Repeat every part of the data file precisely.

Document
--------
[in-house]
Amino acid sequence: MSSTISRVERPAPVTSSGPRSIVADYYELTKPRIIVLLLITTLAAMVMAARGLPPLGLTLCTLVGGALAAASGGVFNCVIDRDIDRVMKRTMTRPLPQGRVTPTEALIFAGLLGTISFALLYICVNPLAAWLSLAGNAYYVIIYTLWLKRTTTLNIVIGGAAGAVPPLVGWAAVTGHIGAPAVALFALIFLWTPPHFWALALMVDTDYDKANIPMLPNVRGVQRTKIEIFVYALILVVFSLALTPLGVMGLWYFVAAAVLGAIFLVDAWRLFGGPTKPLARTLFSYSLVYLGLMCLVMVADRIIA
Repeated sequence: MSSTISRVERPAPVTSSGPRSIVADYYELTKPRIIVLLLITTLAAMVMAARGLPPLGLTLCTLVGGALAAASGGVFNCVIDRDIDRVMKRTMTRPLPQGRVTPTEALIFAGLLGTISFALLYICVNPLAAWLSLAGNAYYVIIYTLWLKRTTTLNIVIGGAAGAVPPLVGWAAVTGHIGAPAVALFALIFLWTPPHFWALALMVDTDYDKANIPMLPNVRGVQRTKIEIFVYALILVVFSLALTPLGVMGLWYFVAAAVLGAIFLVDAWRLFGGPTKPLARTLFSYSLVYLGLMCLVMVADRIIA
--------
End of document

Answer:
[in-house]
Amino acid sequence: MSSTISRVERPAPVTSSGPRSIVADYYELTKPRIIVLLLITTLAAMVMAARGLPPLGLTLCTLVGGALAAASGGVFNCVIDRDIDRVMKRTMTRPLPQGRVTPTEALIFAGLLGTISFALLYICVNPLAAWLSLAGNAYYVIIYTLWLKRTTTLNIVIGGAAGAVPPLVGWAAVTGHIGAPAVALFALIFLWTPPHFWALALMVDTDYDKANIPMLPNVRGVQRTKIEIFVYALILVVFSLALTPLGVMGLWYFVAAAVLGAIFLVDAWRLFGGPTKPLARTLFSYSLVYLGLMCLVMVADRIIA
Repeated sequence: MSSTISRVERPAPVTSSGPRSIVADYYELTKPRIIVLLLITTLAAMVMAARGLPPLGLTLCTLVGGALAAASGGVFNCVIDRDIDRVMKRTMTRPLPQGRVTPTEALIFAGLLGTISFALLYICVNPLAAWLSLAGNAYYVIIYTLWLKRTTTLNIVIGGAAGAVPPLVGWAAVTGHIGAPAVALFALIFLWTPPHFWALALMVDTDYDKANIPMLPNVRGVQRTKIEIFVYALILVVFSLALTPLGVMGLWYFVAAAVLGAIFLVDAWRLFGGPTKPLARTLFSYSLVYLGLMCLVMVADRIIA